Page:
peculiar to the N e w W o r l d ; but during five years w e saw it
only twice in a wild state, once in the plains o f the B i o
Guayguaza, and once in the llanos o f Cumana, thirty leagues
* At Ochsenkopf, at Rudolphstein. at Epprechtstein, at Luxburg, and
at Schneeberg. The dip of the strata of these granites of Fichtelberg is
generally only from 6° to 10°, rarely (at Scheeberg) 18°. According to
the dips I observed in the neighbouring strata of gneiss and mica-slate, I
should think that the granite of Fiehtelberg is very ancient, and serves
as
a basis for other formations ; but the strata of grünstein, and the disse-
minated tin-ore which it contains, may lead us to doubt its great
a n -
tiquity, from the analogy of the granites of Saxony containing tin.

42
ARRIVAL AT PORTO CABELLO.
from the coast, near la Villa del Pao, but there was reason
t o believe that this latter place had once been a conuco, or
cultivated enclosure. Everywhere else on the continent o f
America w e saw the Parkinsonia, like the Plumeria, only in
the gardens o f the Indians.
A t Porto Cabello, as at L a Guayra, it is disputed whether
the port lies east or west o f the town, with which the c o m -
munications are the most frequent. T h e inhabitants believe
that P o r t o Cabello is north-north-west o f Nueva V a l e n c i a ;
and my observations give a longitude of three or four
minutes more towards the west.
W e were received with the utmost kindness in the house
o f a French physician, M . Juliac, who had studied medicine
at Montpelier. His small house contained a collection o f
things the most various, but which were all calculated t o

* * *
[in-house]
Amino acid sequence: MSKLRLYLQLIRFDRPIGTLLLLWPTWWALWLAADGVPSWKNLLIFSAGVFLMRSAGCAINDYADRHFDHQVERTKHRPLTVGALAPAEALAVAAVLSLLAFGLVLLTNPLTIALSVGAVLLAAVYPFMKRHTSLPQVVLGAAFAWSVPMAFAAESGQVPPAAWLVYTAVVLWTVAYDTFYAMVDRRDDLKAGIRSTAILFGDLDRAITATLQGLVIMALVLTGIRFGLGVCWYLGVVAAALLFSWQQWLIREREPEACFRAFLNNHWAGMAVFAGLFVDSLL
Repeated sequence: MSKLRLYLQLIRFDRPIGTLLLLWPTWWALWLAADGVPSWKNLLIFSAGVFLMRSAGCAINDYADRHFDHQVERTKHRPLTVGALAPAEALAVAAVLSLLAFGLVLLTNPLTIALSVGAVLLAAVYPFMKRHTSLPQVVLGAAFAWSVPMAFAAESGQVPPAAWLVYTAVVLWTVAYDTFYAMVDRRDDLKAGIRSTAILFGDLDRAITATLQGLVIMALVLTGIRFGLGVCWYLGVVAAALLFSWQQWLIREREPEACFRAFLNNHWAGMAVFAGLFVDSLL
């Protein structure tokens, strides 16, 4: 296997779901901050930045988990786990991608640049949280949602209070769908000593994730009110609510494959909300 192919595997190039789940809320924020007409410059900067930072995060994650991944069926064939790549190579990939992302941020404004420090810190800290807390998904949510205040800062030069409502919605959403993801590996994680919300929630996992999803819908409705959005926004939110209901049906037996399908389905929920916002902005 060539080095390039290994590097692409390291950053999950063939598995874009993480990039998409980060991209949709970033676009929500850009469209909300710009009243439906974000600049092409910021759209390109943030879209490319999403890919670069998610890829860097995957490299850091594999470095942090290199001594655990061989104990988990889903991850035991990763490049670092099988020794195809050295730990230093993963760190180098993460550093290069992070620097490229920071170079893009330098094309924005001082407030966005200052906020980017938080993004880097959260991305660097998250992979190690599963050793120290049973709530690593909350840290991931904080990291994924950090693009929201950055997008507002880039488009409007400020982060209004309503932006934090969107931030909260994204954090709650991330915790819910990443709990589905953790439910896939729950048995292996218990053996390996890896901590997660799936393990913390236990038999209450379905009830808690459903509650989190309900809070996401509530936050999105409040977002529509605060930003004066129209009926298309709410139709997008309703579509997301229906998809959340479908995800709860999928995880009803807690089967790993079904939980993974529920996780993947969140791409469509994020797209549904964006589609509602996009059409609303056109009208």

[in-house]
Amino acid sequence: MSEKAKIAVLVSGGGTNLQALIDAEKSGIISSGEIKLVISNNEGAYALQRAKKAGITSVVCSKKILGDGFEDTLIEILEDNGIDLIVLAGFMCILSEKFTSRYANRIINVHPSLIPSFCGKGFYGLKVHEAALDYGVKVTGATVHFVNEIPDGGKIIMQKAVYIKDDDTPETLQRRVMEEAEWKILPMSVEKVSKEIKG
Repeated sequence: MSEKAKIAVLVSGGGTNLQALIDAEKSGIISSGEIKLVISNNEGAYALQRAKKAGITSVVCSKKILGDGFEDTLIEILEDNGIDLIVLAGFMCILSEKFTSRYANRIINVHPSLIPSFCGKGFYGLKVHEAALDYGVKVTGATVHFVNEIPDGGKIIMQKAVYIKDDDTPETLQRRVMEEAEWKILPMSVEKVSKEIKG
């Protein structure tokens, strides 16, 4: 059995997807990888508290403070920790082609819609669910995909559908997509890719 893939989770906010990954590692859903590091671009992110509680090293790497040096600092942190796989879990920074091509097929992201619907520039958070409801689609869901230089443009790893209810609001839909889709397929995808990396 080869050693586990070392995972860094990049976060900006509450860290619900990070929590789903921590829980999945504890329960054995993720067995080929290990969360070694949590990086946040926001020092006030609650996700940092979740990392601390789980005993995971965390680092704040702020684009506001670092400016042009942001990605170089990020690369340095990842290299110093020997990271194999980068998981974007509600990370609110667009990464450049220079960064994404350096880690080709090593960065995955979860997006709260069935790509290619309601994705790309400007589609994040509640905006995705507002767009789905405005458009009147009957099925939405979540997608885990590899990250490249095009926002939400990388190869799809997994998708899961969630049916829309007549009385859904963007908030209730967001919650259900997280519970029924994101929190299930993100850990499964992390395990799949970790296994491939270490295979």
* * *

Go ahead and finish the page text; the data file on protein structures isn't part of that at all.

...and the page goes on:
interest travellers. W e found works o f literature and
natural history; notes o n m e t e o r o l o g y ; skins o f the jaguar
and of large aquatic serpents; live animals, monkeys, arma-
dilloes, and birds. O u r host was principal surgeon to the
royal hospital o f P o r t o Cabello, and was celebrated in the
country for his skilful treatment o f the yellow fever.
D u r i n g a period of seven years he had seen six or eight
thousand persons enter the hospitals, attacked by this
cruel malady. H e had observed the ravages that the epi-
demic caused in Admiral Ariztizabal's fleet, in 1793. That
fleet lost nearly a third o f its m e n ; for the sailors were
almost all unseasoned Europeans, and held unrestrained
intercourse with the shore. M . Juliac had heretofore treated
the sick as was c o m m o n l y practised in Terra Firma, and in
the island, by bleeding, aperient medicines, and acid drinks.
I n this treatment no attempt was made to raise the vital
powers by the action o f stimulants, so that, in attempting to
allay the fever, the languor and debility were augmented.
I n the hospitals, where the sick were crowded, the mortality
was often thirty-three per cent, among the white C r e o l e s ;
and sixty-five in a hundred among the Europeans recently
disembarked. Since a stimulant treatment, the use of opium,